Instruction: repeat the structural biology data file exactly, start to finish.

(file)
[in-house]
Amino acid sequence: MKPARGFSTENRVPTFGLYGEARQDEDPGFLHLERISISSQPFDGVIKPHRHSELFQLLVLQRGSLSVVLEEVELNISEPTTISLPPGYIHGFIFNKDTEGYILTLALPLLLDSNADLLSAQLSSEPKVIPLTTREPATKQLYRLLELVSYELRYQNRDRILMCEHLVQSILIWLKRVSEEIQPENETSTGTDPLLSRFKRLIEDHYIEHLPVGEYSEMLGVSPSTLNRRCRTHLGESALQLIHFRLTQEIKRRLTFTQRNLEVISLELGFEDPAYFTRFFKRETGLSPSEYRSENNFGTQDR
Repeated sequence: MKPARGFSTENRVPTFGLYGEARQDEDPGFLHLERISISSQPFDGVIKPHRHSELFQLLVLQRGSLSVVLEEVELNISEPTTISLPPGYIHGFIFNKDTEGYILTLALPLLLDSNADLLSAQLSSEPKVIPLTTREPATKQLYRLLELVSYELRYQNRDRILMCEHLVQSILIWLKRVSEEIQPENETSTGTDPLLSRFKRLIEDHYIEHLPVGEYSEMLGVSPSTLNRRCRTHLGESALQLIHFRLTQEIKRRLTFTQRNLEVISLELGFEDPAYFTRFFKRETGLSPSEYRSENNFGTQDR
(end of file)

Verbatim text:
[in-house]
Amino acid sequence: MKPARGFSTENRVPTFGLYGEARQDEDPGFLHLERISISSQPFDGVIKPHRHSELFQLLVLQRGSLSVVLEEVELNISEPTTISLPPGYIHGFIFNKDTEGYILTLALPLLLDSNADLLSAQLSSEPKVIPLTTREPATKQLYRLLELVSYELRYQNRDRILMCEHLVQSILIWLKRVSEEIQPENETSTGTDPLLSRFKRLIEDHYIEHLPVGEYSEMLGVSPSTLNRRCRTHLGESALQLIHFRLTQEIKRRLTFTQRNLEVISLELGFEDPAYFTRFFKRETGLSPSEYRSENNFGTQDR
Repeated sequence: MKPARGFSTENRVPTFGLYGEARQDEDPGFLHLERISISSQPFDGVIKPHRHSELFQLLVLQRGSLSVVLEEVELNISEPTTISLPPGYIHGFIFNKDTEGYILTLALPLLLDSNADLLSAQLSSEPKVIPLTTREPATKQLYRLLELVSYELRYQNRDRILMCEHLVQSILIWLKRVSEEIQPENETSTGTDPLLSRFKRLIEDHYIEHLPVGEYSEMLGVSPSTLNRRCRTHLGESALQLIHFRLTQEIKRRLTFTQRNLEVISLELGFEDPAYFTRFFKRETGLSPSEYRSENNFGTQDR